Monday, August 23, 2010

Delmar Items From 1940

From the Bi-State Weekly Friday, August 16, 1940


Farmers in this section are receiving a bumper second crop of cucumbers according to the announcement of a produce buyer, on the Delmar block Saturday. Prices are ranging from $1.00 to $1.65 a hamper and is the highest price ever paid at the local block according to the buyer, this late in the season.

Clarence Workman, a farmer living east of Delmar in the Morris neighborhood, is believed to have established a record in the growing of cucumbers this year. He began picking on June 27th from two-acre patch and on Thursday sold 59 hampers through the local block and on Saturday another 100 hampers. He has picked over 1000 hampers from the two acres thus far, and he states that he has not finished picking yet. this is one of the largest yields per acre in this section.

Many of the farmers are reporting that they are averaging $300 per acre on cucumbers this season which is the highest average in over 20 years.


Frank Baker, of this city, has received word of his appointment as Justice of Peace on the Delaware side, from Governor Richard C. McMullen. Mr Baker, a life long Democrat in this section, was recommended for the post by the Democrat leaders in Delmar. He has for several years been in business in Delmar. He will succeed Patrick H. Hearn, whose term expired on Saturday. The appointment is effective immediately.

Mr. Baker was drafted by the Democrat leaders for the post and has not stated whether or not he will accept the appointment, however he is expecting to make the announcement within the next week. At the present time he is spending several days in Ocean City. The appointment is a recess appointment and will be brought before the Senate for confirmation at its next session.


Three grass and Woods fires kept Delmar Firemen busy last Friday. At noon the grass between the railroad and the Wilson Shirt Factory on State Street caught fire. Chief of Police Arthur L. Godfrey of the Maryland side saw the fire when it started and summoned the aid of workers in the factory, who were able to put it out without any damage to the building. The fire is believed to have been started when a one of the employees tossed a lighted cigarette through the door into the dry grass.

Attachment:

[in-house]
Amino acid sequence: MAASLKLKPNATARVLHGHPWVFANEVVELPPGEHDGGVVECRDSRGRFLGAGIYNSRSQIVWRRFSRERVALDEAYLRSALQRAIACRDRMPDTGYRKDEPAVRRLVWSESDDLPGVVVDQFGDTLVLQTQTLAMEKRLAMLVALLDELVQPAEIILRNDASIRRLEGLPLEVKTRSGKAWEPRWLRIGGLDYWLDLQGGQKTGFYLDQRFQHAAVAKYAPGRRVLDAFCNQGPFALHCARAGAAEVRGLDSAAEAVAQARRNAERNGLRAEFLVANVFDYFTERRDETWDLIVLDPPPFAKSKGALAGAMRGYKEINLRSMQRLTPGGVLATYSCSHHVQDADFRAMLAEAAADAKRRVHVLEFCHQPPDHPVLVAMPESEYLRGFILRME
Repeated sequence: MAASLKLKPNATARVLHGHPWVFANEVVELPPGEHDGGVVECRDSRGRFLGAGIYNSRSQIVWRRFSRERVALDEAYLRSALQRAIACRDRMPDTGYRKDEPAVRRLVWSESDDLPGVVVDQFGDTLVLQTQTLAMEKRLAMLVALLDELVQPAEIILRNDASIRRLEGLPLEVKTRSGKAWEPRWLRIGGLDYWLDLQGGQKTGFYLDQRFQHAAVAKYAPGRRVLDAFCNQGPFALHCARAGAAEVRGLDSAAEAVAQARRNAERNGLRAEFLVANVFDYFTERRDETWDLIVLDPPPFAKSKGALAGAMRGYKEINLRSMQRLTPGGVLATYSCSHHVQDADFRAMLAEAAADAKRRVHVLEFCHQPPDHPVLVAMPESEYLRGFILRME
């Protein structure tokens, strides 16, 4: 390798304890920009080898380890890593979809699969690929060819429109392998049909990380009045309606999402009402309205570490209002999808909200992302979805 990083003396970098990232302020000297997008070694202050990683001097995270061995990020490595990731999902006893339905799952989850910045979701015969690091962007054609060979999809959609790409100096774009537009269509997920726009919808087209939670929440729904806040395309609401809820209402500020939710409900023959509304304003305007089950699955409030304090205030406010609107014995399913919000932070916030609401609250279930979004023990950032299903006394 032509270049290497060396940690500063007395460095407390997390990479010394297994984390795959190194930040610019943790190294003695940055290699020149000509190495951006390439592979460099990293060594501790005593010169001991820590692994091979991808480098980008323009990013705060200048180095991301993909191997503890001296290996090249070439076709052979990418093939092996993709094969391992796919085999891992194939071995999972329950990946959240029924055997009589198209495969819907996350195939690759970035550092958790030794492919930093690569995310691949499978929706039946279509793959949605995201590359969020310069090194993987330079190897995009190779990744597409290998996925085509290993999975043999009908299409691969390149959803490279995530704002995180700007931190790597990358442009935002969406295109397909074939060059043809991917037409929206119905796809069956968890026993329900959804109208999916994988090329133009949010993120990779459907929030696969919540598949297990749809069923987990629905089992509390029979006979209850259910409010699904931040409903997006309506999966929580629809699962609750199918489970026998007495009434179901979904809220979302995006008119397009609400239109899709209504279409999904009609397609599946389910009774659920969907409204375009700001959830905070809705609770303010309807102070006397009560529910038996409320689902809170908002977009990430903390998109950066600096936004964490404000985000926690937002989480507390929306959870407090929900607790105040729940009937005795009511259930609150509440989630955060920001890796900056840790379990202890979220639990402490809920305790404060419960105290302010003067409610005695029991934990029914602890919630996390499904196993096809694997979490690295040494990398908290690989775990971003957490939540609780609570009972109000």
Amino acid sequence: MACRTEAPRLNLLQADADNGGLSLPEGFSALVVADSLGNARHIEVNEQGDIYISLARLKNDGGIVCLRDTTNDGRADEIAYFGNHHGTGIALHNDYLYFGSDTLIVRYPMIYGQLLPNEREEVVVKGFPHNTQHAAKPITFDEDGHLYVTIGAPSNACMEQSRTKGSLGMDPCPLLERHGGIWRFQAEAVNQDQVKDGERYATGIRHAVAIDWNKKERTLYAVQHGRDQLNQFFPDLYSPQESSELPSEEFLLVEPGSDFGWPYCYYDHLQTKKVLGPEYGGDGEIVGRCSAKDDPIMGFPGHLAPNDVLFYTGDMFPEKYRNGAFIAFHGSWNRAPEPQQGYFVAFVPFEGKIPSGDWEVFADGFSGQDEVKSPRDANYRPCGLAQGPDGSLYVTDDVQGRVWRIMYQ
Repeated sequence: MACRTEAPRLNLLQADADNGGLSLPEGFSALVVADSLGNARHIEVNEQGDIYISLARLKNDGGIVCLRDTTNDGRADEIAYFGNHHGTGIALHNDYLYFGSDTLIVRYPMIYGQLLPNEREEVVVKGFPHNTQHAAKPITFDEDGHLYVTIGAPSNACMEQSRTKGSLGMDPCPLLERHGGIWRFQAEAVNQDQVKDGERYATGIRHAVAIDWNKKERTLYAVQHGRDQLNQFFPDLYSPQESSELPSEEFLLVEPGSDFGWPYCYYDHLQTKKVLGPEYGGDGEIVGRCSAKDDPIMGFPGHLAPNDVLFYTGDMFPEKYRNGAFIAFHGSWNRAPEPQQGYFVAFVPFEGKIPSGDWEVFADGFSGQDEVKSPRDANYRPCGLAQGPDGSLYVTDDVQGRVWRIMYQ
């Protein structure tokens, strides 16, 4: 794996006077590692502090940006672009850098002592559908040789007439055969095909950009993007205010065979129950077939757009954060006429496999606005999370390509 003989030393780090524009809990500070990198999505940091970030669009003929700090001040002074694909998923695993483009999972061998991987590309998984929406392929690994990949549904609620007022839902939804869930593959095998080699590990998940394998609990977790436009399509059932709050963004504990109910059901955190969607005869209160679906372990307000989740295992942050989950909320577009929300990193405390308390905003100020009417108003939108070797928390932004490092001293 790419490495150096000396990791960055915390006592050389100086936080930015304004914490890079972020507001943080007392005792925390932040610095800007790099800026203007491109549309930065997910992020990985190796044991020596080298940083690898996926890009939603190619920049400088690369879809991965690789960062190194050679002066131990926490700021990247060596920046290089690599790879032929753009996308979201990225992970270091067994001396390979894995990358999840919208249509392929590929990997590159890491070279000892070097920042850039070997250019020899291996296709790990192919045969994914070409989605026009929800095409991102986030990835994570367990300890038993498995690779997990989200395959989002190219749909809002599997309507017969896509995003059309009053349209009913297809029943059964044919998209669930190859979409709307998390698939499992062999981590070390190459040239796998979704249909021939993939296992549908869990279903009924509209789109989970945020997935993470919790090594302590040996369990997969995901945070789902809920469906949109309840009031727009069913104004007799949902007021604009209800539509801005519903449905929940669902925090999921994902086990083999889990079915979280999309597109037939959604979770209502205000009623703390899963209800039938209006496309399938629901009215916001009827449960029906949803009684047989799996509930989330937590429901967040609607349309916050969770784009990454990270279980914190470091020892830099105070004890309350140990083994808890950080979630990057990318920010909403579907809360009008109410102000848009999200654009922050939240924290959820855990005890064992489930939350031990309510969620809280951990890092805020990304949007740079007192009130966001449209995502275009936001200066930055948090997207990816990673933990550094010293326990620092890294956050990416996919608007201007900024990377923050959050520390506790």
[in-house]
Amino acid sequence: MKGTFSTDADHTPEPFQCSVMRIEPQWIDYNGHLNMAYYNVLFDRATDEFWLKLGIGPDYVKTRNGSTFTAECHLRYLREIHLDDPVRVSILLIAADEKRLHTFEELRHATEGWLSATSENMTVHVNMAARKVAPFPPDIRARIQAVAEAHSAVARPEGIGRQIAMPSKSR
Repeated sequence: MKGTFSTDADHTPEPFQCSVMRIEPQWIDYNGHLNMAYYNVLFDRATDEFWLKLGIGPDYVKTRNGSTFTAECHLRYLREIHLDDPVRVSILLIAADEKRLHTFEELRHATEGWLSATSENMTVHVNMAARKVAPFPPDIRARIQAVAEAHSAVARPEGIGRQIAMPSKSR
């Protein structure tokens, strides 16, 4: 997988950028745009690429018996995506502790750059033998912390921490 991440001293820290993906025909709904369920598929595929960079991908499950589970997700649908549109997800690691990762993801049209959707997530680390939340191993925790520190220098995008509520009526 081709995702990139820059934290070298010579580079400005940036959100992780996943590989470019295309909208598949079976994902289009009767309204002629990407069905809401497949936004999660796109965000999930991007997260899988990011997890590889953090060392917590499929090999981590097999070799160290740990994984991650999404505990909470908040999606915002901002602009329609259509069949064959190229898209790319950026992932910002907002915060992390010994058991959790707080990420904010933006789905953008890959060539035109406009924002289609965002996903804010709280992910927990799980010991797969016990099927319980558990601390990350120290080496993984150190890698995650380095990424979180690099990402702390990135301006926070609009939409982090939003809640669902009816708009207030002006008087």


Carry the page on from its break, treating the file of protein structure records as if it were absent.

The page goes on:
The second fire early in the afternoon swept over twenty five acres of land owned by Mrs. Mary Hastings. The fire was swept by a stiff breeze through the tall grass and it took firemen and about 15 railroad employees about an hour to bring the fire under control. The lot is located just north of the Railroad round-house. No buildings are near the field.

Friday night the Company was called to extinguish a wood's fire one mile north of Delmar on the west side of the railroad tracks. The fire burned through about five acres of cut over timber which is owned by Harland Smith. Chief Harry M. Burrows of the Delmar Department stated that this fire was started from the embers of a fire built by transients. In the woods is a tramp jungle which is located at the north end of the Delmar yard. When firemen arrived the Chief stated there were still several logs on the fire still burning, but no one was near it. Squirt guns and tanks were used to extinguish the three blazes. This is the first day that local firemen had been called since July 15th.

From the Milford Chronicle Friday August 17, 1934.

DELMAR NEWS- The Charges against John Tilghman and brother of Salisbury, for beating up town Bailiff Ralph Williams have been settled out of court.

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